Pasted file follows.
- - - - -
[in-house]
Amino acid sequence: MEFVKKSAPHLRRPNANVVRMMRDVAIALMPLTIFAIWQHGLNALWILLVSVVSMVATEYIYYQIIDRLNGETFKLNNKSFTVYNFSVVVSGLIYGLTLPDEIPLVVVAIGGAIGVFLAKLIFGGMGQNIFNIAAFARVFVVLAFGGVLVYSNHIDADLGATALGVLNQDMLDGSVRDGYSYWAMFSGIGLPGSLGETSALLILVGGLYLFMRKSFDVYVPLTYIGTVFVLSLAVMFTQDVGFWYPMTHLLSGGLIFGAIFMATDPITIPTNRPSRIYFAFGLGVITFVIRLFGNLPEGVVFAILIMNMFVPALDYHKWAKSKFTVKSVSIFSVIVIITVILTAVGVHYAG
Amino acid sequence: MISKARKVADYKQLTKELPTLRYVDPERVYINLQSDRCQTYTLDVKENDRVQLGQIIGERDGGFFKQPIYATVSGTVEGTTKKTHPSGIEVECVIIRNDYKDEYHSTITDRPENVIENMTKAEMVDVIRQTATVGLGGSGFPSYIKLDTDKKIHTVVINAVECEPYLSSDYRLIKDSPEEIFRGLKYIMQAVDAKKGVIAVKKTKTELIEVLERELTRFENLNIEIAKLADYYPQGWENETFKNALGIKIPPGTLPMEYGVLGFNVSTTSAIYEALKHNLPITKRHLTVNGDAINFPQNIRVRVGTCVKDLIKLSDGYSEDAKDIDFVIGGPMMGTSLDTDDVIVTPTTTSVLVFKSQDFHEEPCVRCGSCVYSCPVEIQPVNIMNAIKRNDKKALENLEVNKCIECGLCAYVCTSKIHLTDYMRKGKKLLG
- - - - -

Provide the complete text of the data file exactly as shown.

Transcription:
[in-house]
Amino acid sequence: MEFVKKSAPHLRRPNANVVRMMRDVAIALMPLTIFAIWQHGLNALWILLVSVVSMVATEYIYYQIIDRLNGETFKLNNKSFTVYNFSVVVSGLIYGLTLPDEIPLVVVAIGGAIGVFLAKLIFGGMGQNIFNIAAFARVFVVLAFGGVLVYSNHIDADLGATALGVLNQDMLDGSVRDGYSYWAMFSGIGLPGSLGETSALLILVGGLYLFMRKSFDVYVPLTYIGTVFVLSLAVMFTQDVGFWYPMTHLLSGGLIFGAIFMATDPITIPTNRPSRIYFAFGLGVITFVIRLFGNLPEGVVFAILIMNMFVPALDYHKWAKSKFTVKSVSIFSVIVIITVILTAVGVHYAG
Amino acid sequence: MISKARKVADYKQLTKELPTLRYVDPERVYINLQSDRCQTYTLDVKENDRVQLGQIIGERDGGFFKQPIYATVSGTVEGTTKKTHPSGIEVECVIIRNDYKDEYHSTITDRPENVIENMTKAEMVDVIRQTATVGLGGSGFPSYIKLDTDKKIHTVVINAVECEPYLSSDYRLIKDSPEEIFRGLKYIMQAVDAKKGVIAVKKTKTELIEVLERELTRFENLNIEIAKLADYYPQGWENETFKNALGIKIPPGTLPMEYGVLGFNVSTTSAIYEALKHNLPITKRHLTVNGDAINFPQNIRVRVGTCVKDLIKLSDGYSEDAKDIDFVIGGPMMGTSLDTDDVIVTPTTTSVLVFKSQDFHEEPCVRCGSCVYSCPVEIQPVNIMNAIKRNDKKALENLEVNKCIECGLCAYVCTSKIHLTDYMRKGKKLLG